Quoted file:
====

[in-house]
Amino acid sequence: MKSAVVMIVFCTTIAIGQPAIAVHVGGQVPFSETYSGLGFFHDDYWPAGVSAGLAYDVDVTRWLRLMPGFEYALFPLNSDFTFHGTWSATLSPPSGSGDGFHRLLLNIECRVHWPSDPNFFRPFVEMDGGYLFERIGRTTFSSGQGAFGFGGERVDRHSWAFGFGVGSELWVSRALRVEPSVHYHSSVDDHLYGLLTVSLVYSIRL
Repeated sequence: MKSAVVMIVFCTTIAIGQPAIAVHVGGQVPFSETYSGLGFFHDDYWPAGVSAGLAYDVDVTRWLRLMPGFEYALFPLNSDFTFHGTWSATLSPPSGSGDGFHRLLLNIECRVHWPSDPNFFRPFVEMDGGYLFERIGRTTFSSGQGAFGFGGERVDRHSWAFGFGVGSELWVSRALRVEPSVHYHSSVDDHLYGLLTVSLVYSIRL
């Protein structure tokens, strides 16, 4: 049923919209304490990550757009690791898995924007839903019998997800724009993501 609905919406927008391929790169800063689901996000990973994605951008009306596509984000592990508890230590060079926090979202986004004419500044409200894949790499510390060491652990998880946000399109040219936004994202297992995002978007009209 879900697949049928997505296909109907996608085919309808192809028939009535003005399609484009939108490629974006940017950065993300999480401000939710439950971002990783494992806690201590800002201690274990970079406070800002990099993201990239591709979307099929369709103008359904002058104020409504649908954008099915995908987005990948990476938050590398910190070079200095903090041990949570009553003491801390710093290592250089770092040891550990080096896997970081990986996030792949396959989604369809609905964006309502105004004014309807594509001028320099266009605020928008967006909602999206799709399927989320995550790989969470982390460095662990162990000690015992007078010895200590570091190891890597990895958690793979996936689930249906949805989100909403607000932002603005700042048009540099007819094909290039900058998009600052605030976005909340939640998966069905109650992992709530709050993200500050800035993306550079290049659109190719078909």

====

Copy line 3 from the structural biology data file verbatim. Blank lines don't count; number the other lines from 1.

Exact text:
Repeated sequence: MKSAVVMIVFCTTIAIGQPAIAVHVGGQVPFSETYSGLGFFHDDYWPAGVSAGLAYDVDVTRWLRLMPGFEYALFPLNSDFTFHGTWSATLSPPSGSGDGFHRLLLNIECRVHWPSDPNFFRPFVEMDGGYLFERIGRTTFSSGQGAFGFGGERVDRHSWAFGFGVGSELWVSRALRVEPSVHYHSSVDDHLYGLLTVSLVYSIRL